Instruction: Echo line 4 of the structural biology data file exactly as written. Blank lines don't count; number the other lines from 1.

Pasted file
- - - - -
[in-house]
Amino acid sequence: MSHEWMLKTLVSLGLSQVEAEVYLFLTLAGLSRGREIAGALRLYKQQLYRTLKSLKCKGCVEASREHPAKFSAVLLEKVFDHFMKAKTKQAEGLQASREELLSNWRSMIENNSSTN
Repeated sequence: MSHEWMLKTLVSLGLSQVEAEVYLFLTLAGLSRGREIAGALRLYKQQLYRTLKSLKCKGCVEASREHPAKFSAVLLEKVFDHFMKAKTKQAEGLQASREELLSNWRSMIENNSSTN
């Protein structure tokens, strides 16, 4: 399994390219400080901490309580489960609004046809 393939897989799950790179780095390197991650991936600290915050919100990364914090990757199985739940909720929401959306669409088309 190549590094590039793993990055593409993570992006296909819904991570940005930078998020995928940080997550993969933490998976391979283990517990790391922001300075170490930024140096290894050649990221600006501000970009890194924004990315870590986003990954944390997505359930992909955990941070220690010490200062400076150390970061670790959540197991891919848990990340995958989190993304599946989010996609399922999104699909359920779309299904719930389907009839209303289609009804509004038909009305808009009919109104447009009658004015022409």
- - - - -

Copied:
């Protein structure tokens, strides 16, 4: 399994390219400080901490309580489960609004046809 393939897989799950790179780095390197991650991936600290915050919100990364914090990757199985739940909720929401959306669409088309 190549590094590039793993990055593409993570992006296909819904991570940005930078998020995928940080997550993969933490998976391979283990517990790391922001300075170490930024140096290894050649990221600006501000970009890194924004990315870590986003990954944390997505359930992909955990941070220690010490200062400076150390970061670790959540197991891919848990990340995958989190993304599946989010996609399922999104699909359920779309299904719930389907009839209303289609009804509004038909009305808009009919109104447009009658004015022409």